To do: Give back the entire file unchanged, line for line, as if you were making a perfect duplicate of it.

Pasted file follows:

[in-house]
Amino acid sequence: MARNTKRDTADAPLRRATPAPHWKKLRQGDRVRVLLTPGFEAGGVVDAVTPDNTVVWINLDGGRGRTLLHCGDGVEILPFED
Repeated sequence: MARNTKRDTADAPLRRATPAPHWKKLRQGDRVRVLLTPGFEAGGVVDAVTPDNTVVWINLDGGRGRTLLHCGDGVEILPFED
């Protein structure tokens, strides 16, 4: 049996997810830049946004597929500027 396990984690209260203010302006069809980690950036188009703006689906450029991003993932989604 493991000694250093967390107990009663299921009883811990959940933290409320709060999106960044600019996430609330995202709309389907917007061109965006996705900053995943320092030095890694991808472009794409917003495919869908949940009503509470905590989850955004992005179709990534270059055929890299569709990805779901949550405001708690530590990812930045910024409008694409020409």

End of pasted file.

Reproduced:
[in-house]
Amino acid sequence: MARNTKRDTADAPLRRATPAPHWKKLRQGDRVRVLLTPGFEAGGVVDAVTPDNTVVWINLDGGRGRTLLHCGDGVEILPFED
Repeated sequence: MARNTKRDTADAPLRRATPAPHWKKLRQGDRVRVLLTPGFEAGGVVDAVTPDNTVVWINLDGGRGRTLLHCGDGVEILPFED
């Protein structure tokens, strides 16, 4: 049996997810830049946004597929500027 396990984690209260203010302006069809980690950036188009703006689906450029991003993932989604 493991000694250093967390107990009663299921009883811990959940933290409320709060999106960044600019996430609330995202709309389907917007061109965006996705900053995943320092030095890694991808472009794409917003495919869908949940009503509470905590989850955004992005179709990534270059055929890299569709990805779901949550405001708690530590990812930045910024409008694409020409």